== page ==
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Popular antidepressants numb pleasure as well as pain: study

You take the good with the bad — or neither.

A new study conducted by researchers at the University of Cambridge found that common antidepressants cause “emotional blunting” — numbing not just the hard times but all sentiments — in nearly half of users.

Most of these medications are selective serotonin reuptake inhibitors that target serotonin, a chemical that carries messages between nerve cells in the brain and the rest of the body — otherwise coined as the “pleasure chemical.”

An estimated 40-60% of those prescribed SSRIs will experience “emotional blunting,” and lose interest in the aspects of life that used to bring them joy.

Researchers at the University of Cambridge collaborated with the University of Copenhagen to recruit 66 healthy volunteers, 32 of whom were given the SSRI escitalopram — which goes by brand names Lexapro and Cipralex, among others — while the remaining 34 participants were given a placebo.

After 21 days, the participants completed a self-report questionnaire and several tests to assess cognitive functions including learning, inhibition, executive function, reinforcement behavior and decision-making.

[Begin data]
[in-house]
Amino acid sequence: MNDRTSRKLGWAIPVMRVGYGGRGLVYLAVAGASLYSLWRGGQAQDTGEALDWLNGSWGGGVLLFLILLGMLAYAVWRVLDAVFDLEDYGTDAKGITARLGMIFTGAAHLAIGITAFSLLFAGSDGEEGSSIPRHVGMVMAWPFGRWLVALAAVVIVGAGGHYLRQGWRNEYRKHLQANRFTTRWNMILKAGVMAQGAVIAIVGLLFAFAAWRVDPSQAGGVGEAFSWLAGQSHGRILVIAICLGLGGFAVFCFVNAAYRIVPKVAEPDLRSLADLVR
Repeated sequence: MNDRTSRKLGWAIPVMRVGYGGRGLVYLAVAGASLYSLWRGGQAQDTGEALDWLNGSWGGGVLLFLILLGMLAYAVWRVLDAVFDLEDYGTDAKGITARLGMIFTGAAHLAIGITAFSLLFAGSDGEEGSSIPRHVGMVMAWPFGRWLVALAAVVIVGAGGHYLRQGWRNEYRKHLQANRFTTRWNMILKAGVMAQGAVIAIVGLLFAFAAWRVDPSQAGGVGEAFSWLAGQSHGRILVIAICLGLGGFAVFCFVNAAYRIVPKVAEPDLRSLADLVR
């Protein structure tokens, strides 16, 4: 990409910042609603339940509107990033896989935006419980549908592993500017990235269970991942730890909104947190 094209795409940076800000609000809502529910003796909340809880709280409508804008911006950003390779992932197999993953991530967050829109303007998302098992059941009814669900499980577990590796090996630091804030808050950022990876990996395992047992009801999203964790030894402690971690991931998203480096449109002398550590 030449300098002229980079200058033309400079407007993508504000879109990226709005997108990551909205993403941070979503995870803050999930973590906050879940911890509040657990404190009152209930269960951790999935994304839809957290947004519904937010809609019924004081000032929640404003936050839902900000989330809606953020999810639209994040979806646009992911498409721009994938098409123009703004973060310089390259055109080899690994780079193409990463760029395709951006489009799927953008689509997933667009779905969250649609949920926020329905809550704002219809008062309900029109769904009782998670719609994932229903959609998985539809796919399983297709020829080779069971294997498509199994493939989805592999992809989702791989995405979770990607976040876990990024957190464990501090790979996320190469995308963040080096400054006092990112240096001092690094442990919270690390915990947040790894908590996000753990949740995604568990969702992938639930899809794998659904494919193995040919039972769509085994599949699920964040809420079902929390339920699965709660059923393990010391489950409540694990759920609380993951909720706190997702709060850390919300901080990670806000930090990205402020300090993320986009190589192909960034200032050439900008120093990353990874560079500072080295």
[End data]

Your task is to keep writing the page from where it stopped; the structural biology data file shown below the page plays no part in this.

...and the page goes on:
Most antidepressants are selective serotonin reuptake inhibitors (SSRIs), meaning they target serotonin.
Dave Penman/Shutterstock

The findings, published in Neuropsychopharmacology, found that those who were given escitalopram were less likely to use positive and negative feedback to guide their learning and decision-making, suggesting that the drug affected their sensitivity towards those types of feelings.

The results of the questionnaire also showed that those taking escitalopram had more trouble reaching orgasm when having sex.

“Emotional blunting is a common side effect of SSRI antidepressants. In a way, this may be in part how they work – they take away some of the emotional pain that people who experience depression feel, but, unfortunately, it seems that they also take away some of the enjoyment. From our study, we can now see that this is because they become less sensitive to rewards, which provide important feedback,” Senior Author Professor Barbara Sahakian said in a university news release.

Before the pandemic, the Centers for Disease Control and Prevention reported that one in 10 Americans aged 12 and over were on antidepressants and the increasing mental health crisis is expected to have increased that ratio.

Just this month, the 988 Suicide and Crisis Lifeline reported over 2 million calls, texts and chats since the phone number was shortened to three digits last summer.

This article was originally posted by The New York Post.

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